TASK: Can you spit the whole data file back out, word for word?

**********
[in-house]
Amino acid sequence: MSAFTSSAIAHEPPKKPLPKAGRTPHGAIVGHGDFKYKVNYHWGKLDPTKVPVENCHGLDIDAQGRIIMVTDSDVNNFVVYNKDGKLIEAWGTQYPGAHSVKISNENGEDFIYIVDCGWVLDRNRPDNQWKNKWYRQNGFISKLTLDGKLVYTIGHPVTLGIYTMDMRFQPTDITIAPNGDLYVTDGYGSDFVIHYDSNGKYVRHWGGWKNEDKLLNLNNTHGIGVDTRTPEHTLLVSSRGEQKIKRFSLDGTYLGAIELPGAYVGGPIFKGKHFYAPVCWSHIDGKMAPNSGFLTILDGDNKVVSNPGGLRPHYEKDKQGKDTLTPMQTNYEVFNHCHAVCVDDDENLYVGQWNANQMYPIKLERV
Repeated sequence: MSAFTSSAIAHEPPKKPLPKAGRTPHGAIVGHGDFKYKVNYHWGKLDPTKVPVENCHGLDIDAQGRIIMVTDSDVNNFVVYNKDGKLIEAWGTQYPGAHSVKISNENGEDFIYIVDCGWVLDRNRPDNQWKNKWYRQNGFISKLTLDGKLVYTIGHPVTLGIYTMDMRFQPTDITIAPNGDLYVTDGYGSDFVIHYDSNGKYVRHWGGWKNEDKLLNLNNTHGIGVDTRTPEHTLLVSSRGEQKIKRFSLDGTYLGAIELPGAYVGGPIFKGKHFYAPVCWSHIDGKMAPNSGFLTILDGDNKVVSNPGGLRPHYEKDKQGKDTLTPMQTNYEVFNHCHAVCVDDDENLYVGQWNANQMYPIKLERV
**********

[in-house]
Amino acid sequence: MSAFTSSAIAHEPPKKPLPKAGRTPHGAIVGHGDFKYKVNYHWGKLDPTKVPVENCHGLDIDAQGRIIMVTDSDVNNFVVYNKDGKLIEAWGTQYPGAHSVKISNENGEDFIYIVDCGWVLDRNRPDNQWKNKWYRQNGFISKLTLDGKLVYTIGHPVTLGIYTMDMRFQPTDITIAPNGDLYVTDGYGSDFVIHYDSNGKYVRHWGGWKNEDKLLNLNNTHGIGVDTRTPEHTLLVSSRGEQKIKRFSLDGTYLGAIELPGAYVGGPIFKGKHFYAPVCWSHIDGKMAPNSGFLTILDGDNKVVSNPGGLRPHYEKDKQGKDTLTPMQTNYEVFNHCHAVCVDDDENLYVGQWNANQMYPIKLERV
Repeated sequence: MSAFTSSAIAHEPPKKPLPKAGRTPHGAIVGHGDFKYKVNYHWGKLDPTKVPVENCHGLDIDAQGRIIMVTDSDVNNFVVYNKDGKLIEAWGTQYPGAHSVKISNENGEDFIYIVDCGWVLDRNRPDNQWKNKWYRQNGFISKLTLDGKLVYTIGHPVTLGIYTMDMRFQPTDITIAPNGDLYVTDGYGSDFVIHYDSNGKYVRHWGGWKNEDKLLNLNNTHGIGVDTRTPEHTLLVSSRGEQKIKRFSLDGTYLGAIELPGAYVGGPIFKGKHFYAPVCWSHIDGKMAPNSGFLTILDGDNKVVSNPGGLRPHYEKDKQGKDTLTPMQTNYEVFNHCHAVCVDDDENLYVGQWNANQMYPIKLERV